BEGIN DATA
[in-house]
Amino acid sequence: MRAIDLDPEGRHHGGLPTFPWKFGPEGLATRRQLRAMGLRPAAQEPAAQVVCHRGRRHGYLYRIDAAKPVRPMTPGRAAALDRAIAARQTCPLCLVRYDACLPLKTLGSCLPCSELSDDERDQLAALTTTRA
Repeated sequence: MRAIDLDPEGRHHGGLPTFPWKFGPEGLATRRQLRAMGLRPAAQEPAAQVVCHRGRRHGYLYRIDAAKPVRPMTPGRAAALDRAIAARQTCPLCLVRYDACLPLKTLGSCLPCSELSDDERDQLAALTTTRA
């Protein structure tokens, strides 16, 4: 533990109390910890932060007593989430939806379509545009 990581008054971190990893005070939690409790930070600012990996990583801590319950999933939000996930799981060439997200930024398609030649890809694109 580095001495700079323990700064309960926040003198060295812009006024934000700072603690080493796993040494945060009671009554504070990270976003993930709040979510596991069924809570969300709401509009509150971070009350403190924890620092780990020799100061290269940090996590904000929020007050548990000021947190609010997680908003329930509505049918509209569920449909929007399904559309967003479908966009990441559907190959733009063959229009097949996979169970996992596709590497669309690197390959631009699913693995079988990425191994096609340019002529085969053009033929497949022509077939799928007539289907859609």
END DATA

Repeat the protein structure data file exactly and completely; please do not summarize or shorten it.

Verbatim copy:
[in-house]
Amino acid sequence: MRAIDLDPEGRHHGGLPTFPWKFGPEGLATRRQLRAMGLRPAAQEPAAQVVCHRGRRHGYLYRIDAAKPVRPMTPGRAAALDRAIAARQTCPLCLVRYDACLPLKTLGSCLPCSELSDDERDQLAALTTTRA
Repeated sequence: MRAIDLDPEGRHHGGLPTFPWKFGPEGLATRRQLRAMGLRPAAQEPAAQVVCHRGRRHGYLYRIDAAKPVRPMTPGRAAALDRAIAARQTCPLCLVRYDACLPLKTLGSCLPCSELSDDERDQLAALTTTRA
């Protein structure tokens, strides 16, 4: 533990109390910890932060007593989430939806379509545009 990581008054971190990893005070939690409790930070600012990996990583801590319950999933939000996930799981060439997200930024398609030649890809694109 580095001495700079323990700064309960926040003198060295812009006024934000700072603690080493796993040494945060009671009554504070990270976003993930709040979510596991069924809570969300709401509009509150971070009350403190924890620092780990020799100061290269940090996590904000929020007050548990000021947190609010997680908003329930509505049918509209569920449909929007399904559309967003479908966009990441559907190959733009063959229009097949996979169970996992596709590497669309690197390959631009699913693995079988990425191994096609340019002529085969053009033929497949022509077939799928007539289907859609």